Josh Kaufman, The First 20 Hours: How to Learn Anything . . . Fast!, London 2014. Was not as good as I had hoped. I really liked the summary on deliberate practice and the idea behind it, but found the book itself a little lacking in depth. After the introduction where he explains deliberate practice (which is the part I loved back when it came out. He really is responsible for my first getting into the idea of deliberate practice), it’s pretty much over. All he does is apply his theory to multiple projects. If you’re not particularly interested in the skills he deconstructs, you really don’t need to buy the book.

Timothy Ferriss, The 4-Hour Chef: The Simple Path to Cooking Like a Pro, Learning Anything, and Living the Good Life, NY 2012. Also with Tim Ferriss’s mimimum effective dose (MED), mainly described in The 4h Chef, the common denominator is that the books mentioned all question the concept of “mastery”. The 10.000h rule stating that you need 10.000h of deliberate practice (that being 4h per work day, 20h per week, 50 weeks per year for ten years) is geard towards “world-class mastery”. Even if you really want to achieve world-class mastery, studies have found that you can get away with way less hours if you practice the right way (deliberate practice as opposed to ‘just showing up’). But Ferriss and Kauffman both bring up a different aspect altogether: They point out that most people don’t actually want that kind of “real mastery”. Kaufman’s great idea behind his book is that mostly, we just want to get started in a skill really, know enough that we can say “I know how to [INSERT SKILL]”. And 20h of real deliberate practice mostly is more than enough for that. Afterwards, we are ready to continue on to real skill acquisition if  still interested. Ferriss is unique in how he stresses the idea of doing the least possible to achieve your goals (the minimum effective dose) which supposedly will save you most of the otherwise wasted time.

And of course: Malcolm Gladwell, The Tipping Point, Boston 2000.

Other

https://jasonhaaheim.com/the-deliberate-practice-book-club/

Steven Pinker: Malcolm Gladwell, Eclectic Detective, in: The NY Times, NOV. 7, 2009.

 

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Why most “learn programming” classes, books and attempts fail

This seems to be a bold claim. Let me explain… There are two reasons why I think most introductory programming classes fail ant that is a) because they never actually teach prorgramming (i.e. “algorithmic thinking”, not the syntax of one concrete language / “your first language”)) and b) because they bombard students with tons of complicated subjects which are not necessary at the beginning, so nobody remembers or understands them anyway. But they confuse the students and distract them from what they really should learn like how to interact with the machine and basic flow control. Use a visual language (like Scratch for PC or Catrobat for mobile devices) and thank me later.

Algorithmic thinking

When we want to learn or teach how to program, we first need to define what programming is. Like in a human language, knowing the words and the grammar is not enough – knowing a language means “knowing how to communicate using that language”. For programming languages, this means what we might call “algorithmic thinking”.

Sadly, in most beginner’s programming classes, this is not taught. And this is also why in many classes on learning how to program, only those students succeed who already kind of knew how to program beforehand. Why is that, you ask? Because those classes  that have failed their students have never actually taught programming. The class listed some of the “vocabulary” of an example programming language. It maybe explained about data types, gave you information you didn’t know what to do with and forgot almost instantly.

You were fed all sorts of facts of “knowledge” but never got around “operationalizing” them.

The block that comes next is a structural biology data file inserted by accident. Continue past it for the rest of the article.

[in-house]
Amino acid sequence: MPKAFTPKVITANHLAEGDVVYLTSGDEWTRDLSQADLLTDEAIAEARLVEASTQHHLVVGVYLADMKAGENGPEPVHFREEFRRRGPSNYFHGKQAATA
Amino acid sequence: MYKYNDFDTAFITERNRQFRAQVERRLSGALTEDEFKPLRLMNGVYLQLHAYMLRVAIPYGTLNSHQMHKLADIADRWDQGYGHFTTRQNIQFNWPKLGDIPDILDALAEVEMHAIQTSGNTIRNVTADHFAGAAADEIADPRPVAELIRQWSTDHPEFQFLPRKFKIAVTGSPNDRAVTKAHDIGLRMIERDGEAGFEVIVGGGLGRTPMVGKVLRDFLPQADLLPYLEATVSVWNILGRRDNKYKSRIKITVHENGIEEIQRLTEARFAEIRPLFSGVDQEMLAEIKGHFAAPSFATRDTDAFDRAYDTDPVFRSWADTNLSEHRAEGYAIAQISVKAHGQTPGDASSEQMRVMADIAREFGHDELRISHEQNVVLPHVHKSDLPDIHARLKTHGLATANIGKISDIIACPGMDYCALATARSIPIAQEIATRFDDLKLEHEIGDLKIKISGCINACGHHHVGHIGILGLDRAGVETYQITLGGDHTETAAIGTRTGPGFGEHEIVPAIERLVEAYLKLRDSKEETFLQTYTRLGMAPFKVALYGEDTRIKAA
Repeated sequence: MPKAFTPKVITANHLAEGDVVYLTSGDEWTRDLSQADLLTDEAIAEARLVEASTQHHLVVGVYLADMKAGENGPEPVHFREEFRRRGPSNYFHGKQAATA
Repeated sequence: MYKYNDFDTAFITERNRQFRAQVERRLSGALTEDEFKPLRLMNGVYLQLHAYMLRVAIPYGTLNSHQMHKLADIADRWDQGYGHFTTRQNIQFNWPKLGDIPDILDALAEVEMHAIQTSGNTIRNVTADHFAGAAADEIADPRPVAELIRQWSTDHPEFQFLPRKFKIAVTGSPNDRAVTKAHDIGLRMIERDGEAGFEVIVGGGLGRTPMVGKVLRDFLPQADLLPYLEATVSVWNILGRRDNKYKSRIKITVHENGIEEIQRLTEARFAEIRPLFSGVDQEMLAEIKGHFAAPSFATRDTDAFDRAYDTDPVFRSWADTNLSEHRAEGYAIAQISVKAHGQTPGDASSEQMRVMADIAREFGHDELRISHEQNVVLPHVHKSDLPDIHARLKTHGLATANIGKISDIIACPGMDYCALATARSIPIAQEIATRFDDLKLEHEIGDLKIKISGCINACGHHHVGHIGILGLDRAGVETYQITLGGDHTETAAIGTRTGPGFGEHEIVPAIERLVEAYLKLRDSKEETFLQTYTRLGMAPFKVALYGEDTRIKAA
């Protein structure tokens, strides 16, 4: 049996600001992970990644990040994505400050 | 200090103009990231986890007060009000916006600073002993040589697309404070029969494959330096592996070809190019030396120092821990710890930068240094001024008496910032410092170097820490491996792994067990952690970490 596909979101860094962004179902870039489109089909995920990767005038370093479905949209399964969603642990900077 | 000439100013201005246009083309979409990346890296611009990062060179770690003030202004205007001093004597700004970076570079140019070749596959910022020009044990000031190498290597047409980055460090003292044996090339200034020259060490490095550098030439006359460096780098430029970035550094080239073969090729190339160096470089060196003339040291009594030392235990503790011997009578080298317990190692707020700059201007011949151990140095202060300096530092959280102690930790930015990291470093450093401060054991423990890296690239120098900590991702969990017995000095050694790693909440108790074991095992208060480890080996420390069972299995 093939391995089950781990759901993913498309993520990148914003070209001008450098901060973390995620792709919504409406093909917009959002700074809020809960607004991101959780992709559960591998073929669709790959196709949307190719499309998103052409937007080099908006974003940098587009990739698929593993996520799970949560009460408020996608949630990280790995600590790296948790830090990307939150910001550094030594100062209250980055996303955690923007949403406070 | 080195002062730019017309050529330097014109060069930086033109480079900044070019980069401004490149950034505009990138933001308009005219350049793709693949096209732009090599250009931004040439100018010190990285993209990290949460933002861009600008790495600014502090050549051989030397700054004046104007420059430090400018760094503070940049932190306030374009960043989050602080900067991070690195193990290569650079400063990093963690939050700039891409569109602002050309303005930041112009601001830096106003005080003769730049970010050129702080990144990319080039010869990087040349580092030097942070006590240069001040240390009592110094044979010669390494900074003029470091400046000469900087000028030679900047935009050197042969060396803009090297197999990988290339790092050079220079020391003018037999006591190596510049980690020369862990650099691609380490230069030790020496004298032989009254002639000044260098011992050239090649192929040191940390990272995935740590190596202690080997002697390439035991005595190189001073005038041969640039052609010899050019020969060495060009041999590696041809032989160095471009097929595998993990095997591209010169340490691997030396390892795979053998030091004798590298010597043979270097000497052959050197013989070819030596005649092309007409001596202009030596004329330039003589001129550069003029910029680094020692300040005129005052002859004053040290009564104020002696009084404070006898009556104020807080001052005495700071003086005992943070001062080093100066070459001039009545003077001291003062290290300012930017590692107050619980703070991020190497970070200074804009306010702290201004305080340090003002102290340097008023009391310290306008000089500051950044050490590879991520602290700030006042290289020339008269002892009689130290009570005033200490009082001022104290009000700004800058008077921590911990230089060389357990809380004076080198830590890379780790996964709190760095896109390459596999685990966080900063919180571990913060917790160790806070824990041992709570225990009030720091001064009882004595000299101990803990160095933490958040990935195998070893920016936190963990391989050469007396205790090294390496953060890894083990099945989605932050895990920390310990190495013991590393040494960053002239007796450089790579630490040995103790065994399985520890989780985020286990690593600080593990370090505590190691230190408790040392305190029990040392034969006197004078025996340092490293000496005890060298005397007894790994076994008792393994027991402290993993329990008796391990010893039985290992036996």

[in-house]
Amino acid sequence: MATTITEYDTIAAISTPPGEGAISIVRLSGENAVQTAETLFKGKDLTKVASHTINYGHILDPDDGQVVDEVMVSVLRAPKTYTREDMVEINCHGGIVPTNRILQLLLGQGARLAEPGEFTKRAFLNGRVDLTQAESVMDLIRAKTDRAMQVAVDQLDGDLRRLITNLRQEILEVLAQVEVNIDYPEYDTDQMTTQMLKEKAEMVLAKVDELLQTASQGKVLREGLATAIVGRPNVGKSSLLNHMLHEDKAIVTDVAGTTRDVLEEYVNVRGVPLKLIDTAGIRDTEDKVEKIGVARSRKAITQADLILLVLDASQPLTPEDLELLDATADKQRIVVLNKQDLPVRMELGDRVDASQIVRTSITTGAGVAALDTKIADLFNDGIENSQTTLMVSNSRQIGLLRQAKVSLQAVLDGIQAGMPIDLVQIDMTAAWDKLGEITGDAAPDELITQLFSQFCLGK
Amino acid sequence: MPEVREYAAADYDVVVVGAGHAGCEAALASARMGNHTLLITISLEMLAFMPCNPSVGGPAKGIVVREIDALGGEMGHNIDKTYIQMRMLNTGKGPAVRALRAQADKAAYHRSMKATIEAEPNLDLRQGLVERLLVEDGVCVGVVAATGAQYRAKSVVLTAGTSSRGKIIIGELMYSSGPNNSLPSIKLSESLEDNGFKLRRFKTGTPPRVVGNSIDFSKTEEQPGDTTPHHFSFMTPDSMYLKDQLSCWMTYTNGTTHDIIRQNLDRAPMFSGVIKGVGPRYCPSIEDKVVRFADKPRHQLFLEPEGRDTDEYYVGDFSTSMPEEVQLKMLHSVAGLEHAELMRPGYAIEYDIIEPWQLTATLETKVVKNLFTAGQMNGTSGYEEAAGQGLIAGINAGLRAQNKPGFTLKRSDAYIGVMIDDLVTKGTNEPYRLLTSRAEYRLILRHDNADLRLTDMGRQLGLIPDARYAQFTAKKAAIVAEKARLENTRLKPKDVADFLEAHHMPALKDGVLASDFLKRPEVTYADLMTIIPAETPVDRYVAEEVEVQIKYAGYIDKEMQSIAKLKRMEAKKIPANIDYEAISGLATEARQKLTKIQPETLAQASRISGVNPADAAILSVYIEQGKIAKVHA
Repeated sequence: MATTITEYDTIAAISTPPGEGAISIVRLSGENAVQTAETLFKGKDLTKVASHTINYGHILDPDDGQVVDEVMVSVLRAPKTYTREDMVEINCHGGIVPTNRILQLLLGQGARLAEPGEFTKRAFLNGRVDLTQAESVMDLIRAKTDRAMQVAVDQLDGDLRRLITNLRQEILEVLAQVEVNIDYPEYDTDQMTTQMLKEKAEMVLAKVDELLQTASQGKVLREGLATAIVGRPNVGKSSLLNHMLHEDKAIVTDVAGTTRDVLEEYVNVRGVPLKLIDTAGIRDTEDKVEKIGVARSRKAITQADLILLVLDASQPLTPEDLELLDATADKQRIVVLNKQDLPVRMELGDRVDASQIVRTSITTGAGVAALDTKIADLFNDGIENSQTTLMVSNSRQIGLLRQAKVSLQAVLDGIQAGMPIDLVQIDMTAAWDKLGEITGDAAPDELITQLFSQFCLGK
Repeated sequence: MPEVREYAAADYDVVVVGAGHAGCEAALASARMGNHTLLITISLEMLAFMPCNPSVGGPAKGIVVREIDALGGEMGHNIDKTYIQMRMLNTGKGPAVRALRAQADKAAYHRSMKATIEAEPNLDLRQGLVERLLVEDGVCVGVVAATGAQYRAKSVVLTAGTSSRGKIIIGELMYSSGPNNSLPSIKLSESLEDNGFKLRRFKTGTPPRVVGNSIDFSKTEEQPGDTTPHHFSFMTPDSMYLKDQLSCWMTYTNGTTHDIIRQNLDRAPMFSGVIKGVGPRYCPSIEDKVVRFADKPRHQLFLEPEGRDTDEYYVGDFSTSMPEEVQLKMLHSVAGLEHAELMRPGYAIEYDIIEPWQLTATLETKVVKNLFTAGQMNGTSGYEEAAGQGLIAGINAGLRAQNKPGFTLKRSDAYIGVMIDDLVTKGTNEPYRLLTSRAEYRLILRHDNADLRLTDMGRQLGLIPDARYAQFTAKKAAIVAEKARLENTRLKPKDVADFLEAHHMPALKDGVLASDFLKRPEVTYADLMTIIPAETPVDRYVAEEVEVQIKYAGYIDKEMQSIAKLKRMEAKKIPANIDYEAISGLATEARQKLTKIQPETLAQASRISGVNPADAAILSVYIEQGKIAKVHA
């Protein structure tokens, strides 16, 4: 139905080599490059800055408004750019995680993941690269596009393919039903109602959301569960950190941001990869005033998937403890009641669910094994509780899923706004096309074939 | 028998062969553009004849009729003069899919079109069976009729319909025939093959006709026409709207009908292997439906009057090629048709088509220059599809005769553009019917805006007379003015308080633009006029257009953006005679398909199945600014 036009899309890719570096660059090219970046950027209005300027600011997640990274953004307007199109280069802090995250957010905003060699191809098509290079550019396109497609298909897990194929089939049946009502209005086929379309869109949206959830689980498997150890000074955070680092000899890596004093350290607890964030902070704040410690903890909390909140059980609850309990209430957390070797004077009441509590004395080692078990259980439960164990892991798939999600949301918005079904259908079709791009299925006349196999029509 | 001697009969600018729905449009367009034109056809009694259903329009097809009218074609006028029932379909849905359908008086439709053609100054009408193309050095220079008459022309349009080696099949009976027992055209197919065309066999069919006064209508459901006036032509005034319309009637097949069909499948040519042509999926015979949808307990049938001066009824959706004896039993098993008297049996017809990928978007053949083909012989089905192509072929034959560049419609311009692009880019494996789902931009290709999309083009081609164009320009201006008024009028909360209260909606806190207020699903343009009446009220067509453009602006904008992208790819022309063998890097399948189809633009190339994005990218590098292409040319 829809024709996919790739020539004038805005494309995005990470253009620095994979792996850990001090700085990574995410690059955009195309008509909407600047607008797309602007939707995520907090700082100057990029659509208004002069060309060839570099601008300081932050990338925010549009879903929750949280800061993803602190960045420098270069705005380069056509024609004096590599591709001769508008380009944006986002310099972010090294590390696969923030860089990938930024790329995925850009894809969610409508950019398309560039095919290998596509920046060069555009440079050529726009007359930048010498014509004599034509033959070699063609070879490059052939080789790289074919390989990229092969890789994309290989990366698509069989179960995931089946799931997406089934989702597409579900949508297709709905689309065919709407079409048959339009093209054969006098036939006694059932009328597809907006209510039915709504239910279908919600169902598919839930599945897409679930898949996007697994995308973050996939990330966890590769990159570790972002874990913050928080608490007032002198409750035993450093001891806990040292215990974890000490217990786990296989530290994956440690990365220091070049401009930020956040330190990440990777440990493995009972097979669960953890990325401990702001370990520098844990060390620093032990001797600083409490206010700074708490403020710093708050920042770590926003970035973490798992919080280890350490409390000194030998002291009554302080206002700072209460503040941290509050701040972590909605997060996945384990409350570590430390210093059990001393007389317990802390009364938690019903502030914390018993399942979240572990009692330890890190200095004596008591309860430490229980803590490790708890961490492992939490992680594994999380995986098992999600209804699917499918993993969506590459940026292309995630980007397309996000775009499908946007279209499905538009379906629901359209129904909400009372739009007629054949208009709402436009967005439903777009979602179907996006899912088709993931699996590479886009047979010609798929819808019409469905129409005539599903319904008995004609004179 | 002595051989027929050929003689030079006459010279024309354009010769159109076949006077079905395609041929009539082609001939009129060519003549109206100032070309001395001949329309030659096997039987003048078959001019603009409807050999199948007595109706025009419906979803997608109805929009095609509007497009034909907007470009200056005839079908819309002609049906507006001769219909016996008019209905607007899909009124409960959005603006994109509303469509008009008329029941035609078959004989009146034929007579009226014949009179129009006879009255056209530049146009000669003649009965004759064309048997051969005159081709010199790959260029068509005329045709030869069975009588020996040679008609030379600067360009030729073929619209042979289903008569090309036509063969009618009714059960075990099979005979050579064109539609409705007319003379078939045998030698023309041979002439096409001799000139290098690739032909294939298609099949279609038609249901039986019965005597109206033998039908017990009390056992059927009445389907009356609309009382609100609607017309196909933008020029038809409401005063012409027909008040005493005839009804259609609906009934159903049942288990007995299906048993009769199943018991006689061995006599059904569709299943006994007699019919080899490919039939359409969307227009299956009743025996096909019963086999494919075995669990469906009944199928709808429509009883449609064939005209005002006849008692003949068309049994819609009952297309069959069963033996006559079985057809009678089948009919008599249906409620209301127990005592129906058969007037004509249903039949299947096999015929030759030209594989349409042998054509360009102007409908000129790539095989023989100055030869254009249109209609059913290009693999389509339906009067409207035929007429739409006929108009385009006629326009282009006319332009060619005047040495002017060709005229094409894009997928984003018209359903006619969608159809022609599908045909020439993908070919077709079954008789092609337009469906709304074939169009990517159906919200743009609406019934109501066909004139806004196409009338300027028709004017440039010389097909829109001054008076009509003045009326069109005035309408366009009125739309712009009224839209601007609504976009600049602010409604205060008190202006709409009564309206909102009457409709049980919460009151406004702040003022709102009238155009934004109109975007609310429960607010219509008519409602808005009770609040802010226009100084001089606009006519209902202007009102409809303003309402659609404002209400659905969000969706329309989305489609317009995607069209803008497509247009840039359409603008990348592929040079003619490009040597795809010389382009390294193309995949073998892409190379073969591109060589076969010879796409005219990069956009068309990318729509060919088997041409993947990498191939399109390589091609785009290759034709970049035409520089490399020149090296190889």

John Sonmez thinks the same way when it comes to learning a new programming language when you already know how to program. Most people ( = learners) and, sadly, also most teachers, don’t get that in order to really teach programming,  they would have to teach algorithmic thinking on the example of one programming language. Not “show around” the programming language and wonder why nobody had learned anything.

Why you don’t need to learn about data types just yet and should start with a visual language

This is also why I would recommand a visual language to start out, like I explained in the [cheatsheet post](LINK) of this blog’s “learning effectively” series. Even more than high-level programming languages, visual languages allow you to ignore the low-level stuff for the beginning. (Data types being a high-level “symptom” of what I have just called “low-level stuff”. – Don’t kill me please.)

You can say whatever you want, but at this early stage you just don’t need to know about these concepts. Not when you’re barely starting out and have never programmed before. These concepts scare people away. These concepts make things complicated when they need not (yet) be.

If you want to learn effectively (this is valid for any kind of learning), you need to focus on one thing at a time. When starting out on your programming journey, learn algorithmic thinking first.

Programming essentially is “problem solving using a computer”

 So a class on starting programming should not teach “the vocabulary” of a language (not the grammer either). It should focus on giving you strategies for digital problem solving which is more or less the same thing as effectively communicating with the machine (if we want to use the human-language analogy). In learning a human language you would never expect to master the language just by learning some vocabulary and grammar by heart. You know that you have to be able to use it first. That means, you need to find out how to communicate effectively in that language.

Also we shouldn’t fall victim to the fallacy that starting to learn programming is synonymous to learning your first programming language. You could theoretically learn algorithmic thinking in pseudo-code without ever seeing a concrete example (which is not anything I would advise, however).

So when you teach an introductory class to programming (to people who might never have programmed before), maybe think of me and keep this in mind.

I myself have fallen victim to this and endured many boring and ineffective “start programming” classes. If you want to start programming, would like to follow my advice but don’t know how to start, I suggest my [post on how to find a “starting out” project](LINK).